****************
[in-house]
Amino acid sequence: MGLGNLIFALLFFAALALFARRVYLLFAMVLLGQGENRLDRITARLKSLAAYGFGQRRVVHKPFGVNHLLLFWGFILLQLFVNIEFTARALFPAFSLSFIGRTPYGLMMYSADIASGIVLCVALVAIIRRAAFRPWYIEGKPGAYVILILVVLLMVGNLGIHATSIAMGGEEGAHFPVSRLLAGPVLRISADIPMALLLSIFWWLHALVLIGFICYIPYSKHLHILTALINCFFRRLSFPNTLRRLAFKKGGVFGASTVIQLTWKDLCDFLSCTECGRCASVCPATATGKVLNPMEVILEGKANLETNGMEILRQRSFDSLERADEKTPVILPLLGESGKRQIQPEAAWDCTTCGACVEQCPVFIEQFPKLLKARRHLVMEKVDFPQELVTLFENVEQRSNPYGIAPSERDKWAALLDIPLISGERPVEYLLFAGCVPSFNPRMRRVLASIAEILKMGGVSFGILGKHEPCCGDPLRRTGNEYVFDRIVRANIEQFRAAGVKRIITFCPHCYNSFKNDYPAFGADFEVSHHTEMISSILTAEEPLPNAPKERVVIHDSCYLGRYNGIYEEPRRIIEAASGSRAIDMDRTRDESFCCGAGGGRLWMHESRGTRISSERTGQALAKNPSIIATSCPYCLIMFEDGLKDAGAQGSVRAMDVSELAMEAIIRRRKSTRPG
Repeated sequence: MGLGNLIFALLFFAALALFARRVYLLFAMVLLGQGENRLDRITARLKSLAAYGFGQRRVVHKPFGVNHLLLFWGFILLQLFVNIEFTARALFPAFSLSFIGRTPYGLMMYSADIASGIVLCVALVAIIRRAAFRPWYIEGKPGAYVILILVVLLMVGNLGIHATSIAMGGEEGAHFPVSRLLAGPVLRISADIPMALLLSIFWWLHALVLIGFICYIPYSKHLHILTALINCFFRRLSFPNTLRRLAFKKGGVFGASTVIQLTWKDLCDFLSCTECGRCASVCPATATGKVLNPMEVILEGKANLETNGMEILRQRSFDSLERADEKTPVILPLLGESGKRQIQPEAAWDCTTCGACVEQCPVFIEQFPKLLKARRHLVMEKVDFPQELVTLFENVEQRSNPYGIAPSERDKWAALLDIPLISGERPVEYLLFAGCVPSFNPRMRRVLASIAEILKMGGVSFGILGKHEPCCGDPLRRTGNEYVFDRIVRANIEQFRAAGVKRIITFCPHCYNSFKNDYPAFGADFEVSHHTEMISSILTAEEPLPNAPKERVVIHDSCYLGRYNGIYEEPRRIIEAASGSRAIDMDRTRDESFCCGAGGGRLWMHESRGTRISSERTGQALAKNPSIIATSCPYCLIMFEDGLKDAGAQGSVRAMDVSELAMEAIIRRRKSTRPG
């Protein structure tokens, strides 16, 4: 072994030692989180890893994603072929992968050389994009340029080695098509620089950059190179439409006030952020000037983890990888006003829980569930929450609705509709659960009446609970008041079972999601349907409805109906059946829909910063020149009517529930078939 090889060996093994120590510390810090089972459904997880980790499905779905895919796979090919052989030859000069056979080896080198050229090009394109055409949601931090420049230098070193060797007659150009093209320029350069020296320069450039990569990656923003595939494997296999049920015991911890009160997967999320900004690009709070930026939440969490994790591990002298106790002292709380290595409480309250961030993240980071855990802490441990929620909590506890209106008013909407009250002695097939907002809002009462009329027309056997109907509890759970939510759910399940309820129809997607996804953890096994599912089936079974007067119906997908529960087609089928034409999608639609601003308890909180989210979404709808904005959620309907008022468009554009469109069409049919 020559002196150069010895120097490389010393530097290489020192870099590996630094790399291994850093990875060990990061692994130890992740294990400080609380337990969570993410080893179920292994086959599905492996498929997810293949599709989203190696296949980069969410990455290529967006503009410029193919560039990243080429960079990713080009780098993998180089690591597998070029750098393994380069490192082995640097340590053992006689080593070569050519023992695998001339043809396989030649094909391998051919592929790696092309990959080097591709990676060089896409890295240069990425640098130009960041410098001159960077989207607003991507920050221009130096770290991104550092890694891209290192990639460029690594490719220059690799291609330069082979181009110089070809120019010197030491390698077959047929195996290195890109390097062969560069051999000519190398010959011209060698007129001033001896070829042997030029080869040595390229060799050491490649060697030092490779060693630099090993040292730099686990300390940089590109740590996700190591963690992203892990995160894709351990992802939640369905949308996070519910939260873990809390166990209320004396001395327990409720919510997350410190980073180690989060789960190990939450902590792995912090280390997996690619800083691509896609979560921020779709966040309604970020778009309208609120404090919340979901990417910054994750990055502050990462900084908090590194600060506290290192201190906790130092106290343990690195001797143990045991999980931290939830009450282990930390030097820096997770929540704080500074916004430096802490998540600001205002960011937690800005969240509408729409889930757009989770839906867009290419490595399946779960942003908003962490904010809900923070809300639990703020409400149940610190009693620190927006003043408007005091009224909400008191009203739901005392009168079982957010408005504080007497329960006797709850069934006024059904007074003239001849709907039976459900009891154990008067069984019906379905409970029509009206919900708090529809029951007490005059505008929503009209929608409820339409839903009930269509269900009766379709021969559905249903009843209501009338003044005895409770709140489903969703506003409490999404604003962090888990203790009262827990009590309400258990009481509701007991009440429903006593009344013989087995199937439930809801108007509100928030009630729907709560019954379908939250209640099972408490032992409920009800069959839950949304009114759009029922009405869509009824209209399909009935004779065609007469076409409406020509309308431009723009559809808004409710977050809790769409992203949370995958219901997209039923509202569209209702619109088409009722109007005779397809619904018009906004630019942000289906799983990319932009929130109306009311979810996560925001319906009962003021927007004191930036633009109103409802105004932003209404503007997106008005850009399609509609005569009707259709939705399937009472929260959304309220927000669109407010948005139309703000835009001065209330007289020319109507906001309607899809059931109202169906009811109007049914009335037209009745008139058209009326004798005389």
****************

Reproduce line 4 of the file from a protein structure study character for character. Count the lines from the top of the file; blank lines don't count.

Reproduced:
């Protein structure tokens, strides 16, 4: 072994030692989180890893994603072929992968050389994009340029080695098509620089950059190179439409006030952020000037983890990888006003829980569930929450609705509709659960009446609970008041079972999601349907409805109906059946829909910063020149009517529930078939 090889060996093994120590510390810090089972459904997880980790499905779905895919796979090919052989030859000069056979080896080198050229090009394109055409949601931090420049230098070193060797007659150009093209320029350069020296320069450039990569990656923003595939494997296999049920015991911890009160997967999320900004690009709070930026939440969490994790591990002298106790002292709380290595409480309250961030993240980071855990802490441990929620909590506890209106008013909407009250002695097939907002809002009462009329027309056997109907509890759970939510759910399940309820129809997607996804953890096994599912089936079974007067119906997908529960087609089928034409999608639609601003308890909180989210979404709808904005959620309907008022468009554009469109069409049919 020559002196150069010895120097490389010393530097290489020192870099590996630094790399291994850093990875060990990061692994130890992740294990400080609380337990969570993410080893179920292994086959599905492996498929997810293949599709989203190696296949980069969410990455290529967006503009410029193919560039990243080429960079990713080009780098993998180089690591597998070029750098393994380069490192082995640097340590053992006689080593070569050519023992695998001339043809396989030649094909391998051919592929790696092309990959080097591709990676060089896409890295240069990425640098130009960041410098001159960077989207607003991507920050221009130096770290991104550092890694891209290192990639460029690594490719220059690799291609330069082979181009110089070809120019010197030491390698077959047929195996290195890109390097062969560069051999000519190398010959011209060698007129001033001896070829042997030029080869040595390229060799050491490649060697030092490779060693630099090993040292730099686990300390940089590109740590996700190591963690992203892990995160894709351990992802939640369905949308996070519910939260873990809390166990209320004396001395327990409720919510997350410190980073180690989060789960190990939450902590792995912090280390997996690619800083691509896609979560921020779709966040309604970020778009309208609120404090919340979901990417910054994750990055502050990462900084908090590194600060506290290192201190906790130092106290343990690195001797143990045991999980931290939830009450282990930390030097820096997770929540704080500074916004430096802490998540600001205002960011937690800005969240509408729409889930757009989770839906867009290419490595399946779960942003908003962490904010809900923070809300639990703020409400149940610190009693620190927006003043408007005091009224909400008191009203739901005392009168079982957010408005504080007497329960006797709850069934006024059904007074003239001849709907039976459900009891154990008067069984019906379905409970029509009206919900708090529809029951007490005059505008929503009209929608409820339409839903009930269509269900009766379709021969559905249903009843209501009338003044005895409770709140489903969703506003409490999404604003962090888990203790009262827990009590309400258990009481509701007991009440429903006593009344013989087995199937439930809801108007509100928030009630729907709560019954379908939250209640099972408490032992409920009800069959839950949304009114759009029922009405869509009824209209399909009935004779065609007469076409409406020509309308431009723009559809808004409710977050809790769409992203949370995958219901997209039923509202569209209702619109088409009722109007005779397809619904018009906004630019942000289906799983990319932009929130109306009311979810996560925001319906009962003021927007004191930036633009109103409802105004932003209404503007997106008005850009399609509609005569009707259709939705399937009472929260959304309220927000669109407010948005139309703000835009001065209330007289020319109507906001309607899809059931109202169906009811109007049914009335037209009745008139058209009326004798005389």